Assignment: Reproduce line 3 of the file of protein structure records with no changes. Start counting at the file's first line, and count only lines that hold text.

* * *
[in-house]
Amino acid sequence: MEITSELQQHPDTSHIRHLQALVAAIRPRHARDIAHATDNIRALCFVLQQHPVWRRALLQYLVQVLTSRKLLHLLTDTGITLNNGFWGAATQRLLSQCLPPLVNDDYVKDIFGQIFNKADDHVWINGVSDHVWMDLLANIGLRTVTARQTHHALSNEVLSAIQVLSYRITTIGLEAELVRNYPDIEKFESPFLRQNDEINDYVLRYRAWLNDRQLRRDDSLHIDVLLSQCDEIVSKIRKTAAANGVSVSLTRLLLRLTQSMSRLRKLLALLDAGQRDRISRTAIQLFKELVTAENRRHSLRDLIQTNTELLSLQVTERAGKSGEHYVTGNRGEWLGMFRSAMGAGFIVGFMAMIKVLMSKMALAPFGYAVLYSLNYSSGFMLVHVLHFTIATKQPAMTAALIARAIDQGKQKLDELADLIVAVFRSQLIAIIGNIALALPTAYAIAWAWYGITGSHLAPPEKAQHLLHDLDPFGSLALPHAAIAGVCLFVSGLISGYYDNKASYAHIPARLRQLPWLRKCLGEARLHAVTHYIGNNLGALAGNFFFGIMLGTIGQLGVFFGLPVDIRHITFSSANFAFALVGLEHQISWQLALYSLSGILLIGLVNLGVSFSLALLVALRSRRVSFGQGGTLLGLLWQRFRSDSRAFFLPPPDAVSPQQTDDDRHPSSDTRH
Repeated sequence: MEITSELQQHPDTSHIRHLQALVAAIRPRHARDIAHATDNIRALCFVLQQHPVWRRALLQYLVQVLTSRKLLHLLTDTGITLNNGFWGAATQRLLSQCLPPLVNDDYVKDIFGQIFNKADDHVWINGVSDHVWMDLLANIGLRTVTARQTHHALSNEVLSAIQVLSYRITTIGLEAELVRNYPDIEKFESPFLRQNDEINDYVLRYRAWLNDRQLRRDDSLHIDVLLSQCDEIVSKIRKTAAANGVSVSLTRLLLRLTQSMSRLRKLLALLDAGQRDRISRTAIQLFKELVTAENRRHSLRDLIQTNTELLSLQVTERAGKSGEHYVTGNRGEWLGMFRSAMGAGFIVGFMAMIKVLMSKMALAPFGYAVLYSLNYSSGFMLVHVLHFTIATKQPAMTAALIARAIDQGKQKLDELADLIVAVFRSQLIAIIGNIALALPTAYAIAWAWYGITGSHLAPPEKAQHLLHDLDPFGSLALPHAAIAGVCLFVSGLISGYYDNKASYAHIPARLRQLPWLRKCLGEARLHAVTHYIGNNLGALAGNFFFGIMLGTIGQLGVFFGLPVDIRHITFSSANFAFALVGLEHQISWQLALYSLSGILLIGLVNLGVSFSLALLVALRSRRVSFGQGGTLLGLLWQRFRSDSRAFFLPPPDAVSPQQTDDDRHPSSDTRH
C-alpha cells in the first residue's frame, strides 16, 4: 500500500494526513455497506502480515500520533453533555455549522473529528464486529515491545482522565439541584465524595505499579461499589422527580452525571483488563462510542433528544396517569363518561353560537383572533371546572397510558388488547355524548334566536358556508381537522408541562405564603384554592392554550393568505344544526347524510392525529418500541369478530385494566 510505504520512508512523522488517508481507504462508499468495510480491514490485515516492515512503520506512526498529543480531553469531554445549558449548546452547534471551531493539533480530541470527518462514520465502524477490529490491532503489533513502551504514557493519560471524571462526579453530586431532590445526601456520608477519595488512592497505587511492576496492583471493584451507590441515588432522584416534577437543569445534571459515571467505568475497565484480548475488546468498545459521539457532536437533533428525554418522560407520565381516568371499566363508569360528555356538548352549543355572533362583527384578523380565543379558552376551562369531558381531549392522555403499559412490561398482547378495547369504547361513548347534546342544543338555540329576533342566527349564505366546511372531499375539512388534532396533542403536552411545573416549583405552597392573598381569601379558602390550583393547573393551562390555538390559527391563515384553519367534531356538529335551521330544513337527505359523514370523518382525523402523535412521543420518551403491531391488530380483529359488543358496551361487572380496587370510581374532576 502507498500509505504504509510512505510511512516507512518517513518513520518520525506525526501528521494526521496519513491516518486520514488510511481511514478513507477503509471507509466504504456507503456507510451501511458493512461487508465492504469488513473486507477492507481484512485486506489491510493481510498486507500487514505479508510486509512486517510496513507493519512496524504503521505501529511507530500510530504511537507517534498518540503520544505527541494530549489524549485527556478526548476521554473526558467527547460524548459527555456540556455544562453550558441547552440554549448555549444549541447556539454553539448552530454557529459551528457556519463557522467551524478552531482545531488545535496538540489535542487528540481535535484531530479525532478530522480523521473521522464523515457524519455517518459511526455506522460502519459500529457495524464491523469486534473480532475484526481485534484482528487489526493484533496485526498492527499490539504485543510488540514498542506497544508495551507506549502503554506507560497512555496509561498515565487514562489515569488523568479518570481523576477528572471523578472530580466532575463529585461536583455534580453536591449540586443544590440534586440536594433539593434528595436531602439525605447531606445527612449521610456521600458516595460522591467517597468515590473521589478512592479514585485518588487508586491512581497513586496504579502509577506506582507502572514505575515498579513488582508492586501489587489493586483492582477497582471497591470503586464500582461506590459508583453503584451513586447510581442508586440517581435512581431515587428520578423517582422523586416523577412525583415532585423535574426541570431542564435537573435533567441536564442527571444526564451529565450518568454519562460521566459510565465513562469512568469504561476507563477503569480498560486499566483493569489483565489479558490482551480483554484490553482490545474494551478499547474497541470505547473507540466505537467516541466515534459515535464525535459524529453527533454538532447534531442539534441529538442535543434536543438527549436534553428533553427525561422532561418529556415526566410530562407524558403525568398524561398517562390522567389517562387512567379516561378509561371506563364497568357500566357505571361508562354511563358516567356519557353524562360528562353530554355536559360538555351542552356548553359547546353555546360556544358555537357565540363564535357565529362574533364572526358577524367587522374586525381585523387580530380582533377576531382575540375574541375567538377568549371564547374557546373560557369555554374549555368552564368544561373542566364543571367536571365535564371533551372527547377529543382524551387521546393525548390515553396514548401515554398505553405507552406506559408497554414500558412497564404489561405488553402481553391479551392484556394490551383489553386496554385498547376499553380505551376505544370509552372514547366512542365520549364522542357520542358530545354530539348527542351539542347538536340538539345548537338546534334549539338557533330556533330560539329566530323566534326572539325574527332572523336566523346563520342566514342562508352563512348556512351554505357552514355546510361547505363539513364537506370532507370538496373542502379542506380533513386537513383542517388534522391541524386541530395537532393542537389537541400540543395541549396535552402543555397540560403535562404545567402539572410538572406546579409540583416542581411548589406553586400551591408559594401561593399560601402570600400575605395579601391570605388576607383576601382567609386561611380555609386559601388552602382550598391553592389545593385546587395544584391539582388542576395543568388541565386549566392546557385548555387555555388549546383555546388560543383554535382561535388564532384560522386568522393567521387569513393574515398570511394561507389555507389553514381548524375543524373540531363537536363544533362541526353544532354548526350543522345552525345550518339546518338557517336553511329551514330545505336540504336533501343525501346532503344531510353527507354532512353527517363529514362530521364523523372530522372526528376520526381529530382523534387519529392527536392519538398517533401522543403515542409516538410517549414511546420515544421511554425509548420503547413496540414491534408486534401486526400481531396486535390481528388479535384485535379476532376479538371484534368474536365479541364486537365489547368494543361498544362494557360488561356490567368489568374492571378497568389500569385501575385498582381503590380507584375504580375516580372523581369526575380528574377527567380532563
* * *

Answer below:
Repeated sequence: MEITSELQQHPDTSHIRHLQALVAAIRPRHARDIAHATDNIRALCFVLQQHPVWRRALLQYLVQVLTSRKLLHLLTDTGITLNNGFWGAATQRLLSQCLPPLVNDDYVKDIFGQIFNKADDHVWINGVSDHVWMDLLANIGLRTVTARQTHHALSNEVLSAIQVLSYRITTIGLEAELVRNYPDIEKFESPFLRQNDEINDYVLRYRAWLNDRQLRRDDSLHIDVLLSQCDEIVSKIRKTAAANGVSVSLTRLLLRLTQSMSRLRKLLALLDAGQRDRISRTAIQLFKELVTAENRRHSLRDLIQTNTELLSLQVTERAGKSGEHYVTGNRGEWLGMFRSAMGAGFIVGFMAMIKVLMSKMALAPFGYAVLYSLNYSSGFMLVHVLHFTIATKQPAMTAALIARAIDQGKQKLDELADLIVAVFRSQLIAIIGNIALALPTAYAIAWAWYGITGSHLAPPEKAQHLLHDLDPFGSLALPHAAIAGVCLFVSGLISGYYDNKASYAHIPARLRQLPWLRKCLGEARLHAVTHYIGNNLGALAGNFFFGIMLGTIGQLGVFFGLPVDIRHITFSSANFAFALVGLEHQISWQLALYSLSGILLIGLVNLGVSFSLALLVALRSRRVSFGQGGTLLGLLWQRFRSDSRAFFLPPPDAVSPQQTDDDRHPSSDTRH